The third issue of the Journal of the Ambulatory Pediatric Association covers a diverse set of areas from methodology to health services research to screening and physician behavior. Marie McCormick (Harvard School of Public Health) and Jeanne Brooks-Gunn (Teacher's College at Columbia University) use data from the Infant Health and Development Project to provide evidence regarding parental recall of clinical events affecting their children as newborns. The work enhances the literature on the adequacy of recall. Henry Ireys and Jamie Perry from Johns Hopkins describe the systematic development of a satisfaction scale for parents of children with special health care needs, a particularly important contribution given the increasing attention to measuring the experience of households with the health care system and the particular risks children with special health care needs face in the changing health care system. Steve Berman and colleagues from the University of Colorado continue their imaginative use of Medicaid claims data to understand aspects of continuity of care and its influence on the use of services for middle ear conditions. Tom Newman and colleagues at the University of California San Francisco also make use of large data systems, here information available from a large health maintenance organization, to provide better evidence regarding testing behavior and rates of hyperbilirubinemia in a relatively large population.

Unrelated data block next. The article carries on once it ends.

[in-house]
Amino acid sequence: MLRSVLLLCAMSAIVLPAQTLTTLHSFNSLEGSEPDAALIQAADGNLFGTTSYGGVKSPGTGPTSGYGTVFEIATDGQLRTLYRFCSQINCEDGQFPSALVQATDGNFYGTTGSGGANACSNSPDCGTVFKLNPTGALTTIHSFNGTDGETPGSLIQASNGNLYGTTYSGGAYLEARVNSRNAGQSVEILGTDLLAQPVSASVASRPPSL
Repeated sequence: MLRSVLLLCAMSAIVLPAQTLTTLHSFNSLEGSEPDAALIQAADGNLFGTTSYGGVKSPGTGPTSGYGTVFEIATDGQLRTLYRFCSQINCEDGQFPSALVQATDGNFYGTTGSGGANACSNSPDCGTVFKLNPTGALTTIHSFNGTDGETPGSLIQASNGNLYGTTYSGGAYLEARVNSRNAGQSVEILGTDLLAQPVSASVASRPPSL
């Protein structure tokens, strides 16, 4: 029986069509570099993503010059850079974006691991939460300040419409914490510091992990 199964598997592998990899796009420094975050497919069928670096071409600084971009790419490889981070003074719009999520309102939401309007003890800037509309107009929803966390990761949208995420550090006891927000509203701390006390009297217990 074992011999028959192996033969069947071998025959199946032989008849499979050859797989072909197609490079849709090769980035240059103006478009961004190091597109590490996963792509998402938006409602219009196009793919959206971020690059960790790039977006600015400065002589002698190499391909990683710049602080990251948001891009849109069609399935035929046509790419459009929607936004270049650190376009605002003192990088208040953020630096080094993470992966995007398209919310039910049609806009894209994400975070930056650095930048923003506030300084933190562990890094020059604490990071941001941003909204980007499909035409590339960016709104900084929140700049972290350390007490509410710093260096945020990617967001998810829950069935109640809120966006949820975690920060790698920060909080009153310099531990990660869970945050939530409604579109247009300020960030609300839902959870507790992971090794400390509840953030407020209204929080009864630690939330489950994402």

Cynthia Howard and colleagues from the University of Rochester describe physiologic stability during various forms of feeding and suggest that cup-feeding serves as an alternative to bottle-feeding when supplementing breastfeeding. Merle Johnson and colleagues from Central Michigan University describe findings from a telephone survey of inner-city households regarding infant sleep position and some of the reasons for parents' choice of position. John Wiecha describes variations by race and ethnicity in adolescents' knowledge of hepatitis B infections. Shari Barkin and Lillian Gelberg of Wake Forest and University of California at Los Angeles provide worrisome findings of the limited preventive counseling regarding drowning risks in a community with high rates of child drowning.
Alex Kemper and colleagues from the University of North Carolina reviewed vision screening tests for their ability to detect amblyopia—and mainly show the inadequacy of the evidence base regarding these tests. Timothy Jones and colleagues from Vanderbilt University describe a new set of unusual sources of lead poisoning.
So, where do these diverse and interesting manuscripts take us? What are the key educational, clinical, health services, and health policy issues that academic pediatric generalists should address? What are the likely methodologic breakthroughs of the next few years? How can we help set the research agenda in these fields of general pediatrics? We hope the Journal will provide leadership in answering these questions and we seek your advice, suggestions, and contributions as the Journal moves forward.